Introducing MeeGo!

Big news at the MWC:2010 today, Nokia and Intel teamed up and merged their platforms Maemo and Moblin to form MeeGomeego

MeeGo is an open source project and is  hosted by the Linux Foundation which encourages community contributions.

Project releases for MeeGo version 1 are expected in the second quarter of 2010.

You can find out more on their FAQ page over here.

While  you’re at it, have a look at the Qt blogpost welcoming MeeGo at this link.

Nokia N900: Connectivity, Browsing

Continuing with the N900 reviews, we move on to the crucial bits; the stuff that makes the N900 stand out. As we hadScreenshot-20100123-011057 mentioned before, the N900 is more a MID with a phone tacked on, than a smartphone. And web browsing is where it excels. It has to be, by far, THE best browsing experience on a mobile phone. And that is made possible due to the connectivity offered by it (apart from the hardware and the software of course!)


The N900 has it all. Quad band GSM, tri band HSPA (900/1700/2100), Wi-Fi 802.11 b/g, Bluetooth v2.1 with A2DP and an FM Transmitter (not really connectivity!).  It automatically gets all the settings for GPRS and 3G, but you can manually configure it. Once connected, it stays connected, which is not necessarily a good thing for the battery life. You can enable Wi-Fi/3G as your primary connection, and switch to which ever form of connectivity is available at that time. You can set up the auto-scan for Wi-Fi, and it will switch to any preferred Wi-Fi network available at that time. If you need to be online all the time (and have a spare battery, or a portable charger), this is the phone that you should have.



This is exactly what the N900 was made for! The built in browser, based on Mozilla technology, supports Adobe Flash 9.4. What ever it is you wanted to do on a PC, can be done on the phone! Of course, the drawback is that if you’re not on a fast data connection (Wi-Fi/3G), load times for full websites can be a bit of a pain. It isn’t that bad though, you can browse most sites even on an EDGE connection. Again, the N900 is by far the best browsing experience (currently at least) on a mobile device. The browser by default has a whole lotta popular websites bookmarked. You can set a bookmark as a shortcut on the desktop of course. Each new page launches as a separate window. You can save all your passwords, and that way never have to worry about logging in each time. Even youtube is handled perfectly! In case you want a different browsing experience, Mozilla has Firefox out now for the N900. You can download it here. Firefox has a whole list of add-ons that can be installed, just like the desktop version. Again, its going to be a tough call to say which is better. The zooming, pan and scroll are smoother on the default browser (you can double tap the screen to zoom in/out, or use the volume rocker keys), while firefox is, well Firefox! You can learn more about the Maemo Browser here.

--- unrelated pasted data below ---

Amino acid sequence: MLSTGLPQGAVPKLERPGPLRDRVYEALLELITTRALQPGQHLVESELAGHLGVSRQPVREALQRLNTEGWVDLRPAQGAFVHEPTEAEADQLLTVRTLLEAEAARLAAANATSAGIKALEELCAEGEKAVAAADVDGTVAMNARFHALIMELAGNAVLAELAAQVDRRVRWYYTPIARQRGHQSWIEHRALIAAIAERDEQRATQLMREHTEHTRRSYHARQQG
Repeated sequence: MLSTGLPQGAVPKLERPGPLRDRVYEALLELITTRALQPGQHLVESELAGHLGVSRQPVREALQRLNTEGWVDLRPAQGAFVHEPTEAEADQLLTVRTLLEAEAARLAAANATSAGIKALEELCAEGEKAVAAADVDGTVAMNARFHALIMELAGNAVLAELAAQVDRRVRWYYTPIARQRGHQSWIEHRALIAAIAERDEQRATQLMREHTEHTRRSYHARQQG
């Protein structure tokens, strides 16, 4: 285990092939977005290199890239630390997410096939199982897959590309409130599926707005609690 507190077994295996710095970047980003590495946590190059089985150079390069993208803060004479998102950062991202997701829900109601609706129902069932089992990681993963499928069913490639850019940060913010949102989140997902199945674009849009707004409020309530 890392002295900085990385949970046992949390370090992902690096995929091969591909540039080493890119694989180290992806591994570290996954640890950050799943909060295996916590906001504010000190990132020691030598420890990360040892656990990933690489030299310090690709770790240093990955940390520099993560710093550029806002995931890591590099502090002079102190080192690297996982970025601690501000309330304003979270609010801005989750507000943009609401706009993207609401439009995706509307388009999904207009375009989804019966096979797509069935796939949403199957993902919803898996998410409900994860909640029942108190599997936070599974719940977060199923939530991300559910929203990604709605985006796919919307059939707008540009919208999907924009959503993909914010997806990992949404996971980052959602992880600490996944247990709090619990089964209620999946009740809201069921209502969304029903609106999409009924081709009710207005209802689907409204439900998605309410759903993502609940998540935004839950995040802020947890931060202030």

Go through the attached photos below for more screen shots of the N900 doing what it does best – Browsing the web. We will be back with more N900 posts soon. Also, follow us on twitter, we’re @myportableworld.

Nokia N900 Unboxing, Boot up & First Impressions

Screenshot-20100120-030303We received an N900, courtesy WOM World Nokia a week back, and we’ve been putting it through its paces since then.  The N900 is the first Nokia Smartphone that uses the Maemo OS, which has been used so far on their tablets. It is still more of a tablet, with a phone thrown in.

In case you didn’t already know, here are some of the specifications of the N900:

  • Display – 3.5 inch resistive touch-screen,800 × 480 pixel resolution
  • Processor – TI OMAP 3430: ARM Cortex-A8 600 MHz, PowerVR SGX with OpenGL ES 2.0 support
  • Memory – Up to 1GB of application memory (256 MB RAM, 768 MB virtual memory), 32 GB internal storage
  • Connectivity – Quad-band GSM EDGE 850/900/1800/1900, WCDMA 900/1700/2100 MHz, GPRS, EDGE, HSPA 900/1700/2100, WLAN IEEE 802.11b/g
  • Positioning – Integrated GPS, Assisted-GPS, and Cell-based receivers, Pre-loaded Ovi Maps application , Automatic geotagging